Northwest BC dog seizure case could result in settlement

Dog owner suing regional district for expenses after it failed to get order to destroy the animal

A SETTLEMENT conference has been set for a civil case of a dog owner claiming expenses from a court action in which the regional district asked for an order of destruction for the canine and lost.

The settlement conference between Paul MacNeil and the Regional District of Kitimat-Stikine and several of its employees has been set for Jan. 20 of next year or as soon after that date as is possible at the law courts here.

The idea behind the conference is to see if the two sides can come to an agreement or if that’s not possible, to prepare their cases for trial, according to details on the settlement conference notice.

I don’t see any reason why the parties couldn’t have discussions prior to the settlement conference to see if we [could] come to agreement on anything,” said Ken Anderson, lawyer for MacNeil.

On Sept. 26, MacNeil filed a notice of claim to recover some of his legal costs, naming the regional district and several of its employees in seeking $25,000 spent in successfully preventing the regional district from obtaining the order to destroy Cane, MacNeil’s German shepherd.

The action against the regional district also alleged that Marcellin said MacNeil was entitled to compensation but there was no followup and a promised written report on the whole matter was never provided.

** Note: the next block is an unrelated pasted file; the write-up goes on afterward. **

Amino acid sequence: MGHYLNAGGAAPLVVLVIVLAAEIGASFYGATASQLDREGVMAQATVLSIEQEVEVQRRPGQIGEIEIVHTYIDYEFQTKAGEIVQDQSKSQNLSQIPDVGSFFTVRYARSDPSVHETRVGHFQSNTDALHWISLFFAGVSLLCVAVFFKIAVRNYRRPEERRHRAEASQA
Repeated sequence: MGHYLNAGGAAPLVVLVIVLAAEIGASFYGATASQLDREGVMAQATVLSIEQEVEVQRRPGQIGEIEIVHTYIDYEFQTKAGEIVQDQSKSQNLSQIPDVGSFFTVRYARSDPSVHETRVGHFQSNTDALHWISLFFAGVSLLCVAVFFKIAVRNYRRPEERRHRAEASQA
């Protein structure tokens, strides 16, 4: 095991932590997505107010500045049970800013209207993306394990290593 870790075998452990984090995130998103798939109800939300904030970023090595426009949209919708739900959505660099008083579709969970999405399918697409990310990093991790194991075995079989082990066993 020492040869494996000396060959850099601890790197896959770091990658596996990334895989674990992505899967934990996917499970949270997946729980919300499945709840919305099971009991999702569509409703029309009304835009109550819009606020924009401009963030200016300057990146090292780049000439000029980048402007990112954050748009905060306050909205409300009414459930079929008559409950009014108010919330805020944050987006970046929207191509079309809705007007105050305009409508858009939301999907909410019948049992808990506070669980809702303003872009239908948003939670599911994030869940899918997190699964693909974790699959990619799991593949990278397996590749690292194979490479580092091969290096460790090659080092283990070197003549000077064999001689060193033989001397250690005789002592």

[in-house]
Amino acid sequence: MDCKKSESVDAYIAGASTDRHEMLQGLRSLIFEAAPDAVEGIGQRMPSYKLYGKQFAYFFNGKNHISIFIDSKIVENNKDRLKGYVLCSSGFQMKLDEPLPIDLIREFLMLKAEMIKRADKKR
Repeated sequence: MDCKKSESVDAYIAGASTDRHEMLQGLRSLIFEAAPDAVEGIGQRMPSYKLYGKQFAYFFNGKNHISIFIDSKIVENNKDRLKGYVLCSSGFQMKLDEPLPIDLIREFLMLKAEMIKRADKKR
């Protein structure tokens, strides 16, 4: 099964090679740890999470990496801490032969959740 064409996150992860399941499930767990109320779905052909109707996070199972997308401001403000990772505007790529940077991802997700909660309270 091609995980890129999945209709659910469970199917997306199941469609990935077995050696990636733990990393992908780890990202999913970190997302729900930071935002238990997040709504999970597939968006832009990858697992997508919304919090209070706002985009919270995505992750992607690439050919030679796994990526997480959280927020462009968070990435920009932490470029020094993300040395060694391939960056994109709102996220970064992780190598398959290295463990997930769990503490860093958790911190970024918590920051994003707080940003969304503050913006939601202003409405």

The regional district’s reply was filed Oct. 24 and said “there is no cause of action for legal fees and disbursements incurred in a separate action…the proper course for the claimant would have been to request costs in the legal proceeding regarding the application for the destruction of the claimant’s dog…”

The reply also said “The defendants … say that at all material times they were employees of the Regional District of Kitimat-Stikine and were acting in the performance of their duties as employees.

As such, they are immune from liability in this action…,” the reply continued.

In the reply, it said Marcellin “specifically denies that he made any offer or promise to the claimant that the regional district would financially compensate him for the handling of the claimant’s dog on Feb. 28, 2013. However, he admits he asked the claimant how the regional district might made amends for the sedation of the dog on that day.”

In April 2012, police seized Cane from MacNeil’s home after receiving a call that he had bit a child. Cane was first placed in the Terrace shelter as the Thornhill Animal Shelter wasn’t open and later moved to the Thornhill shelter.

It took nearly a year for the destruction order attempt to get to trial, culminating Feb. 28 of this year when, after two days of testimony, the judge determined that none of the conditions to declare the dog dangerous had been satisfied.

All parties must attend the settlement conference, have authority to settle the claim and may bring a lawyer or articled student with them, said the notice.

All relevant documents must be brought to the conference by the parties involved.

If someone fails to attend, the judge may dismiss the claim, make a payment order or another appropriate order against the party who fails to attend.

Regional district administrator Bob Marcellin declined to comment as did regional district lawyer Lamour Afonso of Municipal Insurance Association of BC.